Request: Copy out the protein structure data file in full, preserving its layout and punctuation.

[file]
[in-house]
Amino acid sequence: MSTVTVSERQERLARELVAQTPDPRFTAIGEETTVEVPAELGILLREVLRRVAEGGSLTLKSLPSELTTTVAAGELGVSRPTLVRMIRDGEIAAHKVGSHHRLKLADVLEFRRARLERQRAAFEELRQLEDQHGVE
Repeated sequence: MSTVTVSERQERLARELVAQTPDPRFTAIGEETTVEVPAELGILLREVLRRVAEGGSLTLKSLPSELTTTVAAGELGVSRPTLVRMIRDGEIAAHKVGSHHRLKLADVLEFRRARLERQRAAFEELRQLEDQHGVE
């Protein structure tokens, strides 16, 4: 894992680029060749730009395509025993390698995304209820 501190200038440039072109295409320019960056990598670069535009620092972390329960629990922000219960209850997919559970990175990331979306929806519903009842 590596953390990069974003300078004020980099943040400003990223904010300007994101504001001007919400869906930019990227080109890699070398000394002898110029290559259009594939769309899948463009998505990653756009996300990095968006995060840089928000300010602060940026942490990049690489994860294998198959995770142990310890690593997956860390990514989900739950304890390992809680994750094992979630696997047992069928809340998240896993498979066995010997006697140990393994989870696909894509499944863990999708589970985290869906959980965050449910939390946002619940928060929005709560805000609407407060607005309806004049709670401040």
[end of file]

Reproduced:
[in-house]
Amino acid sequence: MSTVTVSERQERLARELVAQTPDPRFTAIGEETTVEVPAELGILLREVLRRVAEGGSLTLKSLPSELTTTVAAGELGVSRPTLVRMIRDGEIAAHKVGSHHRLKLADVLEFRRARLERQRAAFEELRQLEDQHGVE
Repeated sequence: MSTVTVSERQERLARELVAQTPDPRFTAIGEETTVEVPAELGILLREVLRRVAEGGSLTLKSLPSELTTTVAAGELGVSRPTLVRMIRDGEIAAHKVGSHHRLKLADVLEFRRARLERQRAAFEELRQLEDQHGVE
């Protein structure tokens, strides 16, 4: 894992680029060749730009395509025993390698995304209820 501190200038440039072109295409320019960056990598670069535009620092972390329960629990922000219960209850997919559970990175990331979306929806519903009842 590596953390990069974003300078004020980099943040400003990223904010300007994101504001001007919400869906930019990227080109890699070398000394002898110029290559259009594939769309899948463009998505990653756009996300990095968006995060840089928000300010602060940026942490990049690489994860294998198959995770142990310890690593997956860390990514989900739950304890390992809680994750094992979630696997047992069928809340998240896993498979066995010997006697140990393994989870696909894509499944863990999708589970985290869906959980965050449910939390946002619940928060929005709560805000609407407060607005309806004049709670401040």